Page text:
HELLO Messages. These messages are sent only for one hop and serve to discover neighbours, which are localized in the range of the local node. Links can be symmetric or asymmetric; OLSR considers that two nodes which are two-hop neighbours (via another node) cannot behave as neighbours even if links are symmetric. The HELLO message contains a list of neighbours and the status of each corresponding link. For this reason, HELLO messages are considered as an immediate informative packet which updates the quality of links of the neighbourhood of a given node. In addition, when nodes leave the network, or the links between them get broken, the corresponding link state and the neighbour state are removed after the state timeout timers expire without receiving any HELLO messages.

TC Messages (Topology Control). Each node periodically broadcasts TC messages to declare its MPR selector set and populate its topology table. Node records information about the topology of the network as obtained from TC messages. Based on such information, the routing table is calculated based on the SPF algorithm. In addition, periodic TC messages help the remote nodes recover from loss of topology information caused by state inconsistencies or node restarts.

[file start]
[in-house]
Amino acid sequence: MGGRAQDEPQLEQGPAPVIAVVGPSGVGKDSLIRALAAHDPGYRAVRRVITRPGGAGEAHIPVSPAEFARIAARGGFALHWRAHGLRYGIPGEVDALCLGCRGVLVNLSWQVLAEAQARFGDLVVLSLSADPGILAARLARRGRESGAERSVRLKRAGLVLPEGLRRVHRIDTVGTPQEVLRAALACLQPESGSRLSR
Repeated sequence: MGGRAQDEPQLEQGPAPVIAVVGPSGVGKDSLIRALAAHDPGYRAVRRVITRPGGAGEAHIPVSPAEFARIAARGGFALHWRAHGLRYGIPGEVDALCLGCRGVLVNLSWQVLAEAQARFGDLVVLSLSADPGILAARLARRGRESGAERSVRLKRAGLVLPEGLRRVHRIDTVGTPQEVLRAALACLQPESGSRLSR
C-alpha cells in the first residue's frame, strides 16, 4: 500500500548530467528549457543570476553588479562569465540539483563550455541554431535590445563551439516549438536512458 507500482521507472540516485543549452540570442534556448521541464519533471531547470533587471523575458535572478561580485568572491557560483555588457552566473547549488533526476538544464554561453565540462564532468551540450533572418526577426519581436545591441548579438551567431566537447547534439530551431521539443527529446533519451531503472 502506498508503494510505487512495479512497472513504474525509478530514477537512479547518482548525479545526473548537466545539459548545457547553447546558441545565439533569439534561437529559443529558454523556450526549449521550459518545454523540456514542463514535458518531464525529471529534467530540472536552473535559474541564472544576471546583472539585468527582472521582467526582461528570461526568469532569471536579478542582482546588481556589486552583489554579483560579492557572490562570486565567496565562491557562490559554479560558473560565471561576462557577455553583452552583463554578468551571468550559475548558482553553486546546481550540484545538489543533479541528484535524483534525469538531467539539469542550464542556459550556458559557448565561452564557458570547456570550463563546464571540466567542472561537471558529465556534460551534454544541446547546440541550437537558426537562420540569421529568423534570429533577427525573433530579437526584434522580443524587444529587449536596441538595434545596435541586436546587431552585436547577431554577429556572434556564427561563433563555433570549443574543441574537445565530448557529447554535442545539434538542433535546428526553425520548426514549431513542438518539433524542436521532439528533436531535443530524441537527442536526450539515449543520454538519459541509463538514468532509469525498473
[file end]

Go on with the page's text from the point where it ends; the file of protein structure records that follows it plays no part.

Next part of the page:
A routing table is kept at each node and contains routes to all other destinations in the network. This table is built by tracking connected pairs (i.e., pairs which link status are bidirectional) in the topology table. In order to obtain optimal paths, only connected pairs are selected on the minimal path. There is no entry for destinations whose routes are broken or are not fully known. Route table entries contain the destination address, next-hop address, and estimated distance to destination (in number of hops).